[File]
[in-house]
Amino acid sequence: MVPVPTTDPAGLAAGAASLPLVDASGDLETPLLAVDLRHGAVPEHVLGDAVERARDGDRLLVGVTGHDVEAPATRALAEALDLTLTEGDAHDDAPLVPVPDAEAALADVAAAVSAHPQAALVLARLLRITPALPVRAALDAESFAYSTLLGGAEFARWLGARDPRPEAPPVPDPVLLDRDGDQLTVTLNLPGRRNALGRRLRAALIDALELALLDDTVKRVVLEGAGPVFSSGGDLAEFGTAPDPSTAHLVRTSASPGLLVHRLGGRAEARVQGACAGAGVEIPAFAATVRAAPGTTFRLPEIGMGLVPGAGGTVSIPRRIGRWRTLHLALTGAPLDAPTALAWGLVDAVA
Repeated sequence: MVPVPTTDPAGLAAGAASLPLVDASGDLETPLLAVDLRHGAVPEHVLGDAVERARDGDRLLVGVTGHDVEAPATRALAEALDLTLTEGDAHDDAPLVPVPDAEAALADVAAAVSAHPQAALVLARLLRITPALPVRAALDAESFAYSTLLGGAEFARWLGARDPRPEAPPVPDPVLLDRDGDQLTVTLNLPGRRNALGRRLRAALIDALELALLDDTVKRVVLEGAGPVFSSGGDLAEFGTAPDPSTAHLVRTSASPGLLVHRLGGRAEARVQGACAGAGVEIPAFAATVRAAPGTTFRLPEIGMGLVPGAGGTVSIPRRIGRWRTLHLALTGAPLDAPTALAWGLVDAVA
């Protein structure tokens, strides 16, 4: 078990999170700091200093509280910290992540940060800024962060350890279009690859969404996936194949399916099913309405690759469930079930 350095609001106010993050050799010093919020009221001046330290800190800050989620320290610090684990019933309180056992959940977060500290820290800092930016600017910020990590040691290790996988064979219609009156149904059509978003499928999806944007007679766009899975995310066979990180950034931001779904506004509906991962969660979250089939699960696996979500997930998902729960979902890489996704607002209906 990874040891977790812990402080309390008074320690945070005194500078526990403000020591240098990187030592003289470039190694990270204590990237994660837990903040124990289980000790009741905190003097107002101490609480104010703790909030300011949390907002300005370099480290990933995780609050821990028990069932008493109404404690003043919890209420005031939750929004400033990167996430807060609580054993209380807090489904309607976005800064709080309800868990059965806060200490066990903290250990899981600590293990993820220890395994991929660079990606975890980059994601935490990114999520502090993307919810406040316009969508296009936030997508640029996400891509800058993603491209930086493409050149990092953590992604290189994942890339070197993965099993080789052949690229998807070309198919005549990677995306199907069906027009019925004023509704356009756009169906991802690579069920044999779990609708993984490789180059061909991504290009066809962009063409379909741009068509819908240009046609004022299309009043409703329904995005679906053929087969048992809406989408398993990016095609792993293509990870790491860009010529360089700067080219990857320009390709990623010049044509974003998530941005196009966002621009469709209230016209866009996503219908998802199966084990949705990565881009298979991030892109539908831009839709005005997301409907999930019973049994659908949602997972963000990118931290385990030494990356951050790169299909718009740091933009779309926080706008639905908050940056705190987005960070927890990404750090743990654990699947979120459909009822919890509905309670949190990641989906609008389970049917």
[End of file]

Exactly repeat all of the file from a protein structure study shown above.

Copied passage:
[in-house]
Amino acid sequence: MVPVPTTDPAGLAAGAASLPLVDASGDLETPLLAVDLRHGAVPEHVLGDAVERARDGDRLLVGVTGHDVEAPATRALAEALDLTLTEGDAHDDAPLVPVPDAEAALADVAAAVSAHPQAALVLARLLRITPALPVRAALDAESFAYSTLLGGAEFARWLGARDPRPEAPPVPDPVLLDRDGDQLTVTLNLPGRRNALGRRLRAALIDALELALLDDTVKRVVLEGAGPVFSSGGDLAEFGTAPDPSTAHLVRTSASPGLLVHRLGGRAEARVQGACAGAGVEIPAFAATVRAAPGTTFRLPEIGMGLVPGAGGTVSIPRRIGRWRTLHLALTGAPLDAPTALAWGLVDAVA
Repeated sequence: MVPVPTTDPAGLAAGAASLPLVDASGDLETPLLAVDLRHGAVPEHVLGDAVERARDGDRLLVGVTGHDVEAPATRALAEALDLTLTEGDAHDDAPLVPVPDAEAALADVAAAVSAHPQAALVLARLLRITPALPVRAALDAESFAYSTLLGGAEFARWLGARDPRPEAPPVPDPVLLDRDGDQLTVTLNLPGRRNALGRRLRAALIDALELALLDDTVKRVVLEGAGPVFSSGGDLAEFGTAPDPSTAHLVRTSASPGLLVHRLGGRAEARVQGACAGAGVEIPAFAATVRAAPGTTFRLPEIGMGLVPGAGGTVSIPRRIGRWRTLHLALTGAPLDAPTALAWGLVDAVA
């Protein structure tokens, strides 16, 4: 078990999170700091200093509280910290992540940060800024962060350890279009690859969404996936194949399916099913309405690759469930079930 350095609001106010993050050799010093919020009221001046330290800190800050989620320290610090684990019933309180056992959940977060500290820290800092930016600017910020990590040691290790996988064979219609009156149904059509978003499928999806944007007679766009899975995310066979990180950034931001779904506004509906991962969660979250089939699960696996979500997930998902729960979902890489996704607002209906 990874040891977790812990402080309390008074320690945070005194500078526990403000020591240098990187030592003289470039190694990270204590990237994660837990903040124990289980000790009741905190003097107002101490609480104010703790909030300011949390907002300005370099480290990933995780609050821990028990069932008493109404404690003043919890209420005031939750929004400033990167996430807060609580054993209380807090489904309607976005800064709080309800868990059965806060200490066990903290250990899981600590293990993820220890395994991929660079990606975890980059994601935490990114999520502090993307919810406040316009969508296009936030997508640029996400891509800058993603491209930086493409050149990092953590992604290189994942890339070197993965099993080789052949690229998807070309198919005549990677995306199907069906027009019925004023509704356009756009169906991802690579069920044999779990609708993984490789180059061909991504290009066809962009063409379909741009068509819908240009046609004022299309009043409703329904995005679906053929087969048992809406989408398993990016095609792993293509990870790491860009010529360089700067080219990857320009390709990623010049044509974003998530941005196009966002621009469709209230016209866009996503219908998802199966084990949705990565881009298979991030892109539908831009839709005005997301409907999930019973049994659908949602997972963000990118931290385990030494990356951050790169299909718009740091933009779309926080706008639905908050940056705190987005960070927890990404750090743990654990699947979120459909009822919890509905309670949190990641989906609008389970049917």